One example of structures that can be made from such a manufacturing process, as diagramatically illustrated in FIG. 17, are railroad ties. Railroad ties have a simple rectangular configuration and it is advantageous to produce them from a material that is strong, inexpensive and easily utilized.
One type of resin in block 328 of FIG. 17 that can be utilized in the production of railroad ties is a phenolic resin which is a byproduct of green oil which forms as a layer on the bottom of a condensate in plastic production. This process is illustrated in FIG. 18. The phenolic industry has not yet found a way of economically disposing of this green oil layer. Resins called salvage resins can be made from green oil by various methods but these resins when used in molding compounds are very slow to cure and do not usually justify their use when compared to the cost of press time. Attempts have been made in the past to blend them into molding compounds along with production resins to dispose of the green oil layer, but since salvage resins usually are the product of many different types of production resins all with varying ingredients, uniformity cannot be controlled so that blending it into production molding compounds at a usage level high enough to be useful to get rid of this waste product causes great difficulty and poorly produced product. Some producers presently get rid of the green oil layer by burning it as fuel in their boilers.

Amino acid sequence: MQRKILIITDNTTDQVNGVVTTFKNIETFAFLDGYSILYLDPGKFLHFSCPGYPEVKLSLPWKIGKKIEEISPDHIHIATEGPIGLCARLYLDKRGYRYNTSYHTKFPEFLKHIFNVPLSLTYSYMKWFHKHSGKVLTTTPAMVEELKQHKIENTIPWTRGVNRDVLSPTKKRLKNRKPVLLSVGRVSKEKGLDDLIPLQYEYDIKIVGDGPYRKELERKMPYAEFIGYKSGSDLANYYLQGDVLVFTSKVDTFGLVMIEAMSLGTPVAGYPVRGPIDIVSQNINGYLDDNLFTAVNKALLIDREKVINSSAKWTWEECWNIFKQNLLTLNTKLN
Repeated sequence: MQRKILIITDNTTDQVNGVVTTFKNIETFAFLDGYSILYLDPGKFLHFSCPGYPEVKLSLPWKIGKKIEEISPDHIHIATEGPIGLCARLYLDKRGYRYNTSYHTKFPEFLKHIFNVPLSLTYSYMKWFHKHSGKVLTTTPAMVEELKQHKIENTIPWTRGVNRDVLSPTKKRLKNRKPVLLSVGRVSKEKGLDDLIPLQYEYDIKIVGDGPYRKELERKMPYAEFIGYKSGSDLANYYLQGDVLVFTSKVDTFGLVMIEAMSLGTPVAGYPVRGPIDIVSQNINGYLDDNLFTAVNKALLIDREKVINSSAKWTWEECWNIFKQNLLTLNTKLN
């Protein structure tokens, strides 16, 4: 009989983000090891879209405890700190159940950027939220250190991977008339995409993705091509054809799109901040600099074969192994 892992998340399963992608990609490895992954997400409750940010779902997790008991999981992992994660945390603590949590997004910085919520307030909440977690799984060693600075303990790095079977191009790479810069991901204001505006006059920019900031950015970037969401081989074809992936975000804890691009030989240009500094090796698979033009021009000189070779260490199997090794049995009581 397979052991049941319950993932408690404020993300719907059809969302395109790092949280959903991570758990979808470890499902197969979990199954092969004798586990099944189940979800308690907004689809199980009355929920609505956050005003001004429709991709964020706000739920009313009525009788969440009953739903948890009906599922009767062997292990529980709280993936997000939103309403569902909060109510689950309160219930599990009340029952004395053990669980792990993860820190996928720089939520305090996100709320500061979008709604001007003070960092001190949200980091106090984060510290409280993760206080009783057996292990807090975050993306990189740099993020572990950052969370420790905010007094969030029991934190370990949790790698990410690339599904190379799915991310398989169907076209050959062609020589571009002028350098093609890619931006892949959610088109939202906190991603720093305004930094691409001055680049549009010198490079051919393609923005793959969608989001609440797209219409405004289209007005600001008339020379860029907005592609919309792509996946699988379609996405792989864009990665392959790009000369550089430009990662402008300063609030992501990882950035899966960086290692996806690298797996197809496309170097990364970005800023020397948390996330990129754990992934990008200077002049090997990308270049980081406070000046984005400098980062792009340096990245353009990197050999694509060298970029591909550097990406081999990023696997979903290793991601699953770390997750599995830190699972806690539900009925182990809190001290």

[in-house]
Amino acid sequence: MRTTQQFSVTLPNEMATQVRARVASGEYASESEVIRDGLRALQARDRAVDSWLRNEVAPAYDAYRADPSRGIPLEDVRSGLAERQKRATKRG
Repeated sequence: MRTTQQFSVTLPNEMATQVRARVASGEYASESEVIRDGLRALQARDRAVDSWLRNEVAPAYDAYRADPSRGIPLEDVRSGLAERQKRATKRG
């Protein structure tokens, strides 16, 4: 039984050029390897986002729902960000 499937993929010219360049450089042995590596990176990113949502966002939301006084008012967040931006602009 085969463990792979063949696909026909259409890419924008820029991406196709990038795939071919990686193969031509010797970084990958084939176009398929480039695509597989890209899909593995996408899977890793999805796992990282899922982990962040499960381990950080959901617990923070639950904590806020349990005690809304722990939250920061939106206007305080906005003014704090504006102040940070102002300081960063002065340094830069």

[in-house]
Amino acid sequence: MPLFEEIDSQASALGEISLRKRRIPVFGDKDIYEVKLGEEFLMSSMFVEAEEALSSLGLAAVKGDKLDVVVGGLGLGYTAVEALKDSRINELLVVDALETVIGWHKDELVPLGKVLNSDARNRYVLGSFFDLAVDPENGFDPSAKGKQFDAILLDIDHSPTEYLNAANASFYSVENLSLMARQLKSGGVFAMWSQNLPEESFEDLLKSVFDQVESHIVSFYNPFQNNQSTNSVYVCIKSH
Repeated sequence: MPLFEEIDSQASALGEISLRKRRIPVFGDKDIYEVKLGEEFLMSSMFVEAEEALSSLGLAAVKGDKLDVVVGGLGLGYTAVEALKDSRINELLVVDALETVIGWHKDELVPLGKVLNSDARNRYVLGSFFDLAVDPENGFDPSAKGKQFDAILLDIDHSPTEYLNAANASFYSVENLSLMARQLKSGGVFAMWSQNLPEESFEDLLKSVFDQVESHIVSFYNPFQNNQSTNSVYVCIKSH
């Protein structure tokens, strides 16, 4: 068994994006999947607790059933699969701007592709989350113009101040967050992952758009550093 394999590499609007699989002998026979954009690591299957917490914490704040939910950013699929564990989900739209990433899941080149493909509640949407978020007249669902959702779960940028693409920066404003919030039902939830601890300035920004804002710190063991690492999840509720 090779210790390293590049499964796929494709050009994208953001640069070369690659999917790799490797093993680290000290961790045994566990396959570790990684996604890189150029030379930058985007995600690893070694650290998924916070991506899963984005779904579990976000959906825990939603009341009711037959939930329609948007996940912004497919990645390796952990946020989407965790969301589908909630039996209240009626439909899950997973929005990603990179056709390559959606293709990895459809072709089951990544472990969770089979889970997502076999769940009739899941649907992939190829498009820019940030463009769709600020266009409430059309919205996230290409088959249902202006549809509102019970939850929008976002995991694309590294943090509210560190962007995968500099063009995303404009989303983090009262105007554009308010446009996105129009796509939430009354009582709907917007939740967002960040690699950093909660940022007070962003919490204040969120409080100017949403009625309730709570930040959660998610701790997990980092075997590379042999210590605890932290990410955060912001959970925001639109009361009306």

It is an object of this invention to utilize this waste material by creating a central receiving point where green oil layer materials can be collected from phenolic resin manufacturers to be crossblended and reacted into a uniform suitable resin for the production of making railroad ties or other materials.
The usual composition of the green oil layer is as follows:
10% cresol, dimers, trimers and traces of formaldehyde
The green oil acts basically as a phenol and the benzodioxane acts as a very low molecular weight, single-stage resin. As shown in FIG. 18 the green oil can be reacted with an aldehyde such as formaldehyde 362 to produce a curable resin. Also useful in a similar way are coal tar 368 and resorcinol materials which are byproducts of the forestry industry which materials can be used to make inexpensive resins alone or mixed together with other waste resins such as the green oil layer resin mentioned above.